About 10km out of Chiling, my destination for the day, it began raining. The smart thing would have been to put on my waterproof trousers. I kept skating.
The road into Chiling was gritty and covered in a fine silt that was flicked up onto my clothing. I arrived in the city a sodden dirty mess, but stoked with a great adventurous day!
Arrival in Chiling did not spell the end of adventure however. After checking out a few cheap hotels, I finally found one that gave me a room for 30RMB (3 Euro). It was a small family business, and they were delightful.
“You came from O-po today?! That is so far. Look at you, you’re all dirty and wet. You can pay once you’ve got all cleaned up. Here is your room…”
In the evening I visited the local internet cafe to upload photos. I was there two hours before two police officers arrived.
“Can we speak to you a second, please sir?” they asked in Chinese.
At this juncture, I should have just played the “I can’t speak Chinese” card. However, the day was going great, and I wanted to be friendly.
“Sure, just let me gather my things,” I replied in Chinese.
I followed them to their car just outside the internet cafe.
“Where are you from?” they began.
“Where are you staying?” they asked.
It was here that I knew I was ruined.
I told them that I was staying at a place up the road. No, I can’t remember the name.
“You can show us the way,” one of the officers said.
There was no way out, so I directed them to the small, clean family-run travel inn. We parked outside, and after just one look at the outside of the inn, they said “you cannot stay here, we will show you to another hotel.”
This was all I needed. I cracked. I got annoyed.
“This is rediculous! The place is just fine. It is clean and new, the staff are helpful! All my gear is there, I am comfortable. It is 9pm, and it will take time to go to another hotel. Plus, I have been on the road for 2 years. I cannot afford to stay at expensive hotels!” I said very firmly.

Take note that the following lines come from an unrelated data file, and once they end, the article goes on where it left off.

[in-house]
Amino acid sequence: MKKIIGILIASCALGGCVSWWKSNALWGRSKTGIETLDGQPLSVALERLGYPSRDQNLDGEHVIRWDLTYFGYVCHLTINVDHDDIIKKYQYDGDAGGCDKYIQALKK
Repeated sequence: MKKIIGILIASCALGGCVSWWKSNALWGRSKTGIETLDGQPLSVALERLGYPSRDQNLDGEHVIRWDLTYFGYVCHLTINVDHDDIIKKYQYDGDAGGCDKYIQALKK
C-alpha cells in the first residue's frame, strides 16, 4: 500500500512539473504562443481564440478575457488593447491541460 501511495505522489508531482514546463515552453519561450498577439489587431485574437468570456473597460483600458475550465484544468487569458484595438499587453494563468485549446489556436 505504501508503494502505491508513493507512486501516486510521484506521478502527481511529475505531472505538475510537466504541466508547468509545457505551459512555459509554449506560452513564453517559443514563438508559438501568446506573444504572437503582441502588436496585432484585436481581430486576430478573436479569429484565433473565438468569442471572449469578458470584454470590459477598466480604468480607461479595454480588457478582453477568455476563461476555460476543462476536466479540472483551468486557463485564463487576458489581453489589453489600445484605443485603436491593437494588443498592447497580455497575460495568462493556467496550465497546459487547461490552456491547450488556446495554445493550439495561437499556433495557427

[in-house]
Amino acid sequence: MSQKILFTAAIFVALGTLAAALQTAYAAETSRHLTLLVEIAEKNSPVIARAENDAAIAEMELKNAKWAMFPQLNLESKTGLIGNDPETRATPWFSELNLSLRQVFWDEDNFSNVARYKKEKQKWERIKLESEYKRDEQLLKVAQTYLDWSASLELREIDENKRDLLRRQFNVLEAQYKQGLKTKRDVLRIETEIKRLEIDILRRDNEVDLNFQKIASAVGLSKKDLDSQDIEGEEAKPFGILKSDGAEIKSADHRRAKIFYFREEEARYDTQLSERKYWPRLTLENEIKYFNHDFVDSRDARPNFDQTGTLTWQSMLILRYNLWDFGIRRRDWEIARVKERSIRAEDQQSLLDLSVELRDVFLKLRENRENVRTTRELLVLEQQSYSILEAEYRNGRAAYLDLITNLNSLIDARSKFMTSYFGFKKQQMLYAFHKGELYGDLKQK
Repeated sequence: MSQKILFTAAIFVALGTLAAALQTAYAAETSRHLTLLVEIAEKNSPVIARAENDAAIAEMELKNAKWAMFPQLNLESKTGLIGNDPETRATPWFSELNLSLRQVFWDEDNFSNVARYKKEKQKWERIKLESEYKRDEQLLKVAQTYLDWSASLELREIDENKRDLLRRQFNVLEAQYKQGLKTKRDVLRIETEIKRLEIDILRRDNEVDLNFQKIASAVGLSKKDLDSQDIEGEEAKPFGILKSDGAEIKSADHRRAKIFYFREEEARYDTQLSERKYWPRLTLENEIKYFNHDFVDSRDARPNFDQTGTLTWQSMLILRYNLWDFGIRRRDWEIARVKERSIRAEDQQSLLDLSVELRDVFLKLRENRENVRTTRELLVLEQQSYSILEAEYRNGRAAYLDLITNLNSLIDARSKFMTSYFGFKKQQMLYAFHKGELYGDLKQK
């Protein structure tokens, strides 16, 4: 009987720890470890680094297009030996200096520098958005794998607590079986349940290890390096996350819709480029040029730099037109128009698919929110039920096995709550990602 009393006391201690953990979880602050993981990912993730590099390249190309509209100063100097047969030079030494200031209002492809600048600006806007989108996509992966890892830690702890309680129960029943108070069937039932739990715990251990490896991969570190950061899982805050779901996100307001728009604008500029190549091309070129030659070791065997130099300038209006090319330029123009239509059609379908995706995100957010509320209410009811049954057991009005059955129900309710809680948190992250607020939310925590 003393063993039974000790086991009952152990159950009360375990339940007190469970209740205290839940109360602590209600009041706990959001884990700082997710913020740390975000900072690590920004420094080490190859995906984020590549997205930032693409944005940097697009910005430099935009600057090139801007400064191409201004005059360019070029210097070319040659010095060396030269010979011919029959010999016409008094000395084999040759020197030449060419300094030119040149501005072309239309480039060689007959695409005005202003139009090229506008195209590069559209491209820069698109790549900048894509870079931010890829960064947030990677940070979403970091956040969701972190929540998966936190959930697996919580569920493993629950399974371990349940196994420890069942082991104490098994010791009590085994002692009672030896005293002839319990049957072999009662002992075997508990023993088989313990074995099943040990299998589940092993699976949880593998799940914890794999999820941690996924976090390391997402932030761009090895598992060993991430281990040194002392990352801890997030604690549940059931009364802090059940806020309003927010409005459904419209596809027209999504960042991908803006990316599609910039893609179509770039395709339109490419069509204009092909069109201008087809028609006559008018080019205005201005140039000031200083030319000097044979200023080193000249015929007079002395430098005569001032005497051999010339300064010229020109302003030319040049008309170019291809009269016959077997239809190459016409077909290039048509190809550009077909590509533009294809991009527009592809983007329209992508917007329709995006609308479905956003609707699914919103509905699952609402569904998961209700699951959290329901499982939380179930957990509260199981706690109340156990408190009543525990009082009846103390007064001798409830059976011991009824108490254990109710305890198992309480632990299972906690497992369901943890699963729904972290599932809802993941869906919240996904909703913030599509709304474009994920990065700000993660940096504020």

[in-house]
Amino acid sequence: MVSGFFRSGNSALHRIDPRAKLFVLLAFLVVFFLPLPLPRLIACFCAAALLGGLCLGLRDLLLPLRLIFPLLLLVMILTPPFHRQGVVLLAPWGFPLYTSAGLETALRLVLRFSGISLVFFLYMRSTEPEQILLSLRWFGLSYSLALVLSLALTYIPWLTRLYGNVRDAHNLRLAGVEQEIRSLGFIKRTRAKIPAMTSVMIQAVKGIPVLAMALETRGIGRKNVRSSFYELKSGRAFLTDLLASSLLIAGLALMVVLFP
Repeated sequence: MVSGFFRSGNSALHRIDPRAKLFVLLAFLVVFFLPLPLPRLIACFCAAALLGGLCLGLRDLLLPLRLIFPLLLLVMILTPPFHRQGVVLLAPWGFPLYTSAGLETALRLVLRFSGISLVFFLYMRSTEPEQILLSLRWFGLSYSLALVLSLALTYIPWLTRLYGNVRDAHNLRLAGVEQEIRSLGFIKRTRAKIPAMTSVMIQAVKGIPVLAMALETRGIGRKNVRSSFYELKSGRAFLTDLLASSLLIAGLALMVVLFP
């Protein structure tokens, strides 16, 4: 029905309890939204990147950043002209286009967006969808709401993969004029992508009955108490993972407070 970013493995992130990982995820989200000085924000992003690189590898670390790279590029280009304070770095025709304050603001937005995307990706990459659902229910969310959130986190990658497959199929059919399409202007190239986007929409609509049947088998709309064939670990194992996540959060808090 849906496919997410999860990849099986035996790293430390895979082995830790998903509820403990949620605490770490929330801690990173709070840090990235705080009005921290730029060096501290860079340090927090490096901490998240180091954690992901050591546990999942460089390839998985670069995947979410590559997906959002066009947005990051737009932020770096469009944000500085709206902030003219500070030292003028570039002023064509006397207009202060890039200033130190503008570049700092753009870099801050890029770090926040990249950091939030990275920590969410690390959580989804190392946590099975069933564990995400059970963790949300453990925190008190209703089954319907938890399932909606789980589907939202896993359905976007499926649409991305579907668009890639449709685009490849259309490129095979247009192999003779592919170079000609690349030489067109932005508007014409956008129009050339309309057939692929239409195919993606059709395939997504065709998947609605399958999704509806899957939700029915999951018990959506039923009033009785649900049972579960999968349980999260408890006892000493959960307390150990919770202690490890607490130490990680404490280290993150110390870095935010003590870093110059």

“How much can you afford?” they asked.
“20RMB, and no more,” I replied.
“OK, we will find you a good hotel for 20RMB,” they replied.
No way that would be happening I thought, but I had to go with it. We dashed into the travel inn and removed all my gear, me none too happy about it, and the owners of the travel inn also giving the police an earful about how they should not harass their guests.
The police took me to one hotel, and sure enough, it was 100RMB a night.
“100RMB?” the young officers asked incredulously. Obviously they were not expecting it to be this much.
One of the officers made a phone call on his cell phone. “Hello sir,” I overheard him say. I did not catch all of the conversation, but did hear the words “two years travel, needs cheap place to stay, New Zealand”.
It appears that their boss was understanding towards my plight, and told the younger officers to take me back to the original inn. I continued to show my displeasure at being uprooted and driven around the town, and they left me at the original inn, them apologising profusely.
What a palava.